5. Support for new economic initiatives , including enhanced foreign direct investment, development of a free trade agreement and associations, and encouragement of real progress on the Tumen River front. Mongolia needs to be included in and encouraged forward in its continued economic opening. A free trade agreement with the US and establishment of a Northeast Asia free trade association with the United States, Japan and Korea would further enhance Mongolia’s Third Neighbor options and reinforce the Mongolia-Korea-Japan natural economic territory. Japan has been Mongolia’s largest aid provider, and South Korea plays a significant role. A greater US commitment should encourage Mongolian imports to the US and US tourism to and investment in Mongolia – beyond mining to airlines (Boeing, US carriers), information services and elsewhere. In the context of North Korean issues, the US might push forward on the Tumen River Development Zone, which Mongolia early supported.

These types of economic options are critical for a Mongolia that finds itself highly dependent on China’s economic boom. Having experienced nine percent economic growth annually over the past twenty-five years, China has emerged as the obvious regional economic leader. Though this may have immediate benefit in terms of increased demand for Mongolian resources, it also leaves Mongolia – like other small states in the region – in a bind given economic security concerns ranging from the influx of illegal Chinese labor into a state with a weak social safety net to broader geostrategic concerns about protection of vital resources and boundaries. Affording Mongolia alternatives is in the vital US interest — as well as that of Mongolia – and it is crucial for enhanced regional development and security for the United States to move forward on the MAP.


Although Mongolia’s democratic consolidation remains challenging, its political and economic transition merit support when examined over time and when considering that Mongolia freed itself from seventy years of Soviet domination only in 1990. Mongolia is following a peaceful process that invokes and augurs for enhanced US support for the rule of law and its effective development as a regional player. As Washington seeks through the six-party talks to check a North Korea potentially armed with nuclear weapons, neighbor Mongolia provides evidence that communist systems can reform, can liberalize, can democratize – and can even declare themselves nuclear weapons free zones.

Together with North Korea and Bangladesh, Mongolia ranks among the poorest nations of Asia with per capita income of around US$600. Yet, its 2.5 million people maintain an adult literacy rate of nearly 99 percent, making them more literate than the citizens of the much richer United States. Although some Mongolians must ride a horse or camel to a polling station set up in a tent, voter turnout and participation in the 2004 election was approximately 80 percent of the adult population — far higher than for the U.S. presidential election.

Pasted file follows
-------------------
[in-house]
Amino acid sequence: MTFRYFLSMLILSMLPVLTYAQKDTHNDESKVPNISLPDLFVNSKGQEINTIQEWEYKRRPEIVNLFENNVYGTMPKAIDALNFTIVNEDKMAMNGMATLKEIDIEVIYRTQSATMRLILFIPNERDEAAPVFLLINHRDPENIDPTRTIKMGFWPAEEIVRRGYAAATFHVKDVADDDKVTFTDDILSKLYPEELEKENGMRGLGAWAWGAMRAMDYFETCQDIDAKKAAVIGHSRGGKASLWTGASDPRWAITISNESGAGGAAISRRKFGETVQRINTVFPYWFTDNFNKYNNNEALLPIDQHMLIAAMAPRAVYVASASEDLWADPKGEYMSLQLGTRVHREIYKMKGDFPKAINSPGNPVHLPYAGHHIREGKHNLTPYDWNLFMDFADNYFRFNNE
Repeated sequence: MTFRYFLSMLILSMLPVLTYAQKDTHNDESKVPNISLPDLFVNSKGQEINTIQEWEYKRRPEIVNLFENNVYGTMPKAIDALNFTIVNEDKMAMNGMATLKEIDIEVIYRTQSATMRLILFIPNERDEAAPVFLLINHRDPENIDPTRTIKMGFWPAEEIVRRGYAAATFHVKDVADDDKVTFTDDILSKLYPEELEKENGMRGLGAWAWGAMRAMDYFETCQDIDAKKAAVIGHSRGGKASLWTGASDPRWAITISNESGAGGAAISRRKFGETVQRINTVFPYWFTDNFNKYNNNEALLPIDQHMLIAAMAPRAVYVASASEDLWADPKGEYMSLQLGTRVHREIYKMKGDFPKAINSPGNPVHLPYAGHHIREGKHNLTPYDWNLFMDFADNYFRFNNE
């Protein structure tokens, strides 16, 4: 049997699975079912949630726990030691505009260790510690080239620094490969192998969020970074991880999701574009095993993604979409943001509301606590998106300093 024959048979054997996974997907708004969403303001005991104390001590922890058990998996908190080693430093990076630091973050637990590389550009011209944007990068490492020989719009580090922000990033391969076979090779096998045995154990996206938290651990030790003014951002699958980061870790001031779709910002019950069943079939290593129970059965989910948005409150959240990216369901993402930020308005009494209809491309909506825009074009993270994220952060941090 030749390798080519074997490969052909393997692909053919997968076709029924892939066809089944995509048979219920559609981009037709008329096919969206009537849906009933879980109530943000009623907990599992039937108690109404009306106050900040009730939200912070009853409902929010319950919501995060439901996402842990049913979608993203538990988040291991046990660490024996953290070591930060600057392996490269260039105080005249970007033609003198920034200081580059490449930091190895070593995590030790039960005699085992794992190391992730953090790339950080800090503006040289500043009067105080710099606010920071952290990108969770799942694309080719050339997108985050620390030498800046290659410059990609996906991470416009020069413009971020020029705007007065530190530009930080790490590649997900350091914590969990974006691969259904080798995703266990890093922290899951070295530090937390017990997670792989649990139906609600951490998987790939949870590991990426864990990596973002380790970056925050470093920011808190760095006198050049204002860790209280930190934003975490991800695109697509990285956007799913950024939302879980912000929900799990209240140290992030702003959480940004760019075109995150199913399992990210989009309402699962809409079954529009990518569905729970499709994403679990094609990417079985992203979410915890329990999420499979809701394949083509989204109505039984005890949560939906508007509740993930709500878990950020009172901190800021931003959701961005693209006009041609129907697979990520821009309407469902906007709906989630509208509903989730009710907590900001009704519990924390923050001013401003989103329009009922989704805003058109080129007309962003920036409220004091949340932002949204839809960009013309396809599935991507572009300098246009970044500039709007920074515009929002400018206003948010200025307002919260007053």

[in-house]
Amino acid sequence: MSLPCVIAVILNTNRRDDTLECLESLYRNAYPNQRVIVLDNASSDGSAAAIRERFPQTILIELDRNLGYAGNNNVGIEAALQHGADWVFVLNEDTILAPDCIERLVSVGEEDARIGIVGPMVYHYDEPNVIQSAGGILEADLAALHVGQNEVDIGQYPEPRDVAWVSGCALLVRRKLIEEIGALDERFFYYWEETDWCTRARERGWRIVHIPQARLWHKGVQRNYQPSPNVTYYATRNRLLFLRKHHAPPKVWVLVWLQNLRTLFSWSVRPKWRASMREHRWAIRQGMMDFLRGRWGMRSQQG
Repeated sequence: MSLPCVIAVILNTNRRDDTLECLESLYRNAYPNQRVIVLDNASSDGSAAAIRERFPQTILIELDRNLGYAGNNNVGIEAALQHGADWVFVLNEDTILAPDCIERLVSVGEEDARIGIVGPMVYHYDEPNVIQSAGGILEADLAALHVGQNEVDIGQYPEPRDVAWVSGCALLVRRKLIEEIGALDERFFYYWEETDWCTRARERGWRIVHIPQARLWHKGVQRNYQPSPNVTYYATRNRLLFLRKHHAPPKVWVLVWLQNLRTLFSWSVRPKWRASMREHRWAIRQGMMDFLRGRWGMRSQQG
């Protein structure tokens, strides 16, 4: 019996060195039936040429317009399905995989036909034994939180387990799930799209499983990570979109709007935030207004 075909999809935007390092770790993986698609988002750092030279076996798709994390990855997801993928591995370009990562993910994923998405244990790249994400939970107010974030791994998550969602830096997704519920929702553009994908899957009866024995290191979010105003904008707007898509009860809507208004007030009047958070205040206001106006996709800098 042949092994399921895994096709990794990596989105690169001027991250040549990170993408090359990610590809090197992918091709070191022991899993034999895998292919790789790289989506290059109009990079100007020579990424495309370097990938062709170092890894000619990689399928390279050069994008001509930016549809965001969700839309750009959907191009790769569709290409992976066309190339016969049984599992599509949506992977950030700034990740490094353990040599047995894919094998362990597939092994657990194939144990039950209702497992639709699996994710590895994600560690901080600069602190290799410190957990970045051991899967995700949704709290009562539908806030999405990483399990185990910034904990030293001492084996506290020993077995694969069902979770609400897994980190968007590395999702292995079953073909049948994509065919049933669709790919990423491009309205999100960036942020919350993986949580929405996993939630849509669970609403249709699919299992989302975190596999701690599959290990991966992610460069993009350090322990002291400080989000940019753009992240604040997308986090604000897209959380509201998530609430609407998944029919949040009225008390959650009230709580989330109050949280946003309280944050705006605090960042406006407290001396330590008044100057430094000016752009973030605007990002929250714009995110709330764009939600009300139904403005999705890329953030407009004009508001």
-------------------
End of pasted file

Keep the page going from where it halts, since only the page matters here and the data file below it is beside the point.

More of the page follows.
Mongolia is a productive and increasingly active member of the regional and international community, an early supporter of the Global War on Terror. Although sandwiched between the massive super-states of Russia and China, Mongolia defied both to join America’s coalition against Saddam Hussein.

During the effort to draw closer diplomatically to the United States, Mongolia has maintained working connections to the remaining communist states, including Cuba and North Korea. With its old connections and new alliances, Mongolia is in a unique position to help the United States maintain ties with some of its most persistent adversaries.

Despite Mongolia’s increased commitment to the United States and in regional affairs, outsiders need to do more for Mongolia, especially by way of trade and foreign direct investment. The country stumbled through its own tradition to democracy and capitalism with steady, but largely minimal political assistance. With the collapse of Soviet subsidies in the 1990s, the economy came close to collapsing. Health care for people and animals fell. When three years of zud followed, hoof-and-mouth disease and anthrax broke out among the animals, and the plague among humans. With a hardiness and determination born of centuries of herding life, the Mongolians not only survived but persevered in their quest to create a democratic and free society. Even recent political challenges and economic woes have not muted that quest and commitment in Mongolian civil society.

Today, Mongolia faces enormous problems from rising oil prices to declining health care. As the people of Mongolia struggle to grow their democracy through challenges and crises, the U.S. and other nations need to enhance support to guarantee that Mongolian democracy continues to serve as a harbinger for Central and East Asia. Mongolia has proven that it deserves American and international help and heightened respect for its accomplishments.

III. Nautilus Invites Your Responses

The Northeast Asia Peace and Security Network invites your responses to this essay. Please send responses to: napsnet-reply@nautilus.org . Responses will be considered for redistribution to the network only if they include the author’s name, affiliation, and explicit consent.

Produced by The Nautilus Institute for Security and Sustainable Development
Northeast Asia Peace and Security Project ( napsnet-reply@nautilus.org )
Return to top
back to top

nautilus-logo-smallThe NAPSNet Policy Forum provides expert analysis of contemporary peace and security issues in Northeast Asia. As always, we invite your responses to this report and hope you will take the opportunity to participate in discussion of the analysis.